ya, i also wonder how much is too much. i do the walks every second day, with O2 empty lung tables the in between(stoped the empty lung walking cause i was falling over a lot and spraining fingers and wrists). also with good nutrition and rest.
Eric, the recoveries are standing still.
funny thing is the 2:00 walking times have not gotten much longer or easier than when i started with them last march, and i dont think my static times have improved since aprill/may last year(though i havent been practicing), but i'm doing dynamic without fins distances now that i was doing with fins that time last year??? dont think i'll ever fully understand this strange sport of ours.
yet another very interesting discussion.

Let me put in my observations:

Big Muscles O2 consumption:

I got 75-78 kilos on 197cm bodylength, so rather the slim type.
In my training community most of the guys do better dynamic with fins as well as constant weight than me. But in static i seem to have better conditions. Interestingly my Dyn without fins is the same level like our top-shots. My guess is: small muscles have to produce more energy per muscle weight, and so are tired faster/use more oxygen. In dyn no fins simply my 2m "wings" (arms) come very handy to push forward only 75 kgs with a good streamline.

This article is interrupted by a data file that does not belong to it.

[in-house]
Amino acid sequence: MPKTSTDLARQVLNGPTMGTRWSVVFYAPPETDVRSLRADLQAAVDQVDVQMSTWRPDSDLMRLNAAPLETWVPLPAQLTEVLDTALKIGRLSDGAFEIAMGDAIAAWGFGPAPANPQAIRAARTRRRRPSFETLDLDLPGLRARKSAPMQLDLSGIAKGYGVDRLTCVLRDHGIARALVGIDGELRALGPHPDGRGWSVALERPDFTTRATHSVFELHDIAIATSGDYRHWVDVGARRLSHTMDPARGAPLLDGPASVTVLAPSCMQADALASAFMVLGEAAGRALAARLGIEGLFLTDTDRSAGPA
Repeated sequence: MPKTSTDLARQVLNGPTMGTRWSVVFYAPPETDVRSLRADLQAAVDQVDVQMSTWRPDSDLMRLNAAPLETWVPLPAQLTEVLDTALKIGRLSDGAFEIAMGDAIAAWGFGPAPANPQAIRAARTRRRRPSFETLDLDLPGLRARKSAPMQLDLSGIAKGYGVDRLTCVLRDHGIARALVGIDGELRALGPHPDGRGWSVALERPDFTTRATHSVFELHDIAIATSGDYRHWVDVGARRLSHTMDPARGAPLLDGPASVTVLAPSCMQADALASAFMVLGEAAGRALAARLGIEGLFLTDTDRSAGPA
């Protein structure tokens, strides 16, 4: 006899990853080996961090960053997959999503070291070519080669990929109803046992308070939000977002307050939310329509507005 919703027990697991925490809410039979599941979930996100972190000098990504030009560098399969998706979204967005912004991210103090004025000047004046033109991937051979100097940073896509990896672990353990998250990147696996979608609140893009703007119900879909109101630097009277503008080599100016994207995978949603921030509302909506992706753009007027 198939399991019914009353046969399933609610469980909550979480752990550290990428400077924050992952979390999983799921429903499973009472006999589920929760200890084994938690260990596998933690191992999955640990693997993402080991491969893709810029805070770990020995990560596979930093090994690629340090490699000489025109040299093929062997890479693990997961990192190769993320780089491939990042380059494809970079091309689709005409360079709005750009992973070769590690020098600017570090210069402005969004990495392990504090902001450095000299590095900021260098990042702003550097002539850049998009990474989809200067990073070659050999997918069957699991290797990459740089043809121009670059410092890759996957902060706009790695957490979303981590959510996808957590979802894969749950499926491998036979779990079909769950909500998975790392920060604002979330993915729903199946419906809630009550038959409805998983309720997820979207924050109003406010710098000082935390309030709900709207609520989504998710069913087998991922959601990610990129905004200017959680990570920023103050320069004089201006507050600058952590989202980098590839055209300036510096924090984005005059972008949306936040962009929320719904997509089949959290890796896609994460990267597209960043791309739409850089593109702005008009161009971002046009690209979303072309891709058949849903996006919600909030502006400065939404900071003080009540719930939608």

Apnea walk:

I often do apnea walks:

Breathing 2mins inhale, walk to first contractions. put a mark on the floor. breath while walking slowly back to start. breathing 2 mins, apnea walk till 3rd contration. breath while walk back.
And so on and so on, always setting the mark several meters further.
Breathing and relaxtations always standing, because sometimes i get near samba/bo, when standing up.

When in good shape, the exercice can be made tougher with these wheights around the ankle.

Indoor version with stairs:

Apnea walk down stairs, and still breatholding up the stairs again. This exercise is interesting beacause it simulates constant weights with the "easy" down-dive, and the harder way up.

Notice: Stairs might be very dangerous in case of LMC/BO, if you fall !

As well this exercise can be done with ankleweights.


Questions to the nutrition post: you mentionend "anti-oxidants". What you mean by that ? , what do they do ? in what plants can they be found ?

cheers for replies

deepest greetings

Daniel Wieser